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Interesting "Dutch" fiddle?


Lex_Luthier

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On 1/22/2024 at 2:10 PM, Blank face said:

I would like to know what kind of wood was used for the bottom, and if scroll and ribs are made from the same.

The questions about the construction of the ribs, if there are channels in the back for them, are still unanswered, though this could give some clue. At least lininigs being mortised into corner blocks aren't an old Dutch construction method. Also a mid 1700s dendro doesn't prove that the violin really was made during this period. To be clear, it must have been very, very well preserved (or extraordinary well restored) for 250 years or more of age. Also the photos are showing different colors and shadings of the varnish - which is more real?

I have no idea about the ribs, if you have any guesses… I took some more photos. The back and scroll looks the same only flames maple neck from a graft. The top appears to be some pretty squirrelly sap wood of some kind. 

 

IMG_8805.dng IMG_8810.dng IMG_8806.dng IMG_8807.dng

Edited by Lex_Luthier
Pictures didn’t appear the way I intended
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9 hours ago, duane88 said:

French lutherie of the 17th century - Tarisio

 

Check out the Ash violin and the commentary down the page.

WOW. Very interesting. I was suspecting ash but never would have thought it would be ever used on a fiddle much less being pliable enough to bend for ribs.
The ribs I suspect are later, they aren’t at all consistent with the rest of the instrument, but this article sheds light on possible explanations on this as well. Thanks for the link!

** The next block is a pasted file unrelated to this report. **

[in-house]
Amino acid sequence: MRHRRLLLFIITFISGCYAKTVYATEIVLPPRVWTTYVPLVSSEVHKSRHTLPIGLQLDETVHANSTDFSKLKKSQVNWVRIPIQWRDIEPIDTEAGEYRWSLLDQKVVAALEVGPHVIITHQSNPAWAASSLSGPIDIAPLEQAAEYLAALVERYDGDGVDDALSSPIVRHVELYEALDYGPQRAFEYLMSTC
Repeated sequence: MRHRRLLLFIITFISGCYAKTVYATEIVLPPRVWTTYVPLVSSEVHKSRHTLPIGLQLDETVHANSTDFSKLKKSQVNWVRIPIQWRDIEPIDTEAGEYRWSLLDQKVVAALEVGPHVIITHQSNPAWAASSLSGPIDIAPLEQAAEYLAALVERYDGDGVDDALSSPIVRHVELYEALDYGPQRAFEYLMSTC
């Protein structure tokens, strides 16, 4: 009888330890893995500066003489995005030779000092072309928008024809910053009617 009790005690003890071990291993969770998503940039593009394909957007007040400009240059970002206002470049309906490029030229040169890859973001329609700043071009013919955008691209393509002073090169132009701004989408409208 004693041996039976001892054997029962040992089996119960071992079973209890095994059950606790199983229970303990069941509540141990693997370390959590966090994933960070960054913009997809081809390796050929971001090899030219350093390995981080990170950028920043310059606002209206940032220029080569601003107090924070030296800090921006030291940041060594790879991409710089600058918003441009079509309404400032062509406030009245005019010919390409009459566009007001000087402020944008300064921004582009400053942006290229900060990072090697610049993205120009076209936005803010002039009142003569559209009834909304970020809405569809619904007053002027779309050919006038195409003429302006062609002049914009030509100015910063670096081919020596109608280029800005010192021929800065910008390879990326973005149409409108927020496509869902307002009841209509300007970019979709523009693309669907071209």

Edited by Lex_Luthier
Further explanation
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9 hours ago, Blank face said:

For me these ribs are not from the 18th century, probably even not from the early 19th, no matter what dendro is telling. The belly looks much like artificially antiqued, too.

UV light doesn’t show any inks, or foreign materials. And I also suspect the ribs are not original. 

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13 hours ago, Lex_Luthier said:

UV light doesn’t show any inks, or foreign materials. And I also suspect the ribs are not original. 

That's quite typical for antiquing, there isn't anything which wasn't there from the start, and all is covered by the same varnish. Real wear and dirt shows up very well under UV.

If the ribs aren't original, it could mean that the bottom isn't, too. Therefore was my question reg. the wood. OTOH varnish and purfling looks very similar overall.

I can only judge by the photos, maybe it looks different having it in hand. The other set of photos, where the varnish appears more orange, is it from an auction? And was it Peter Ratcliff who made the dendro, had he anything to note about the origin?

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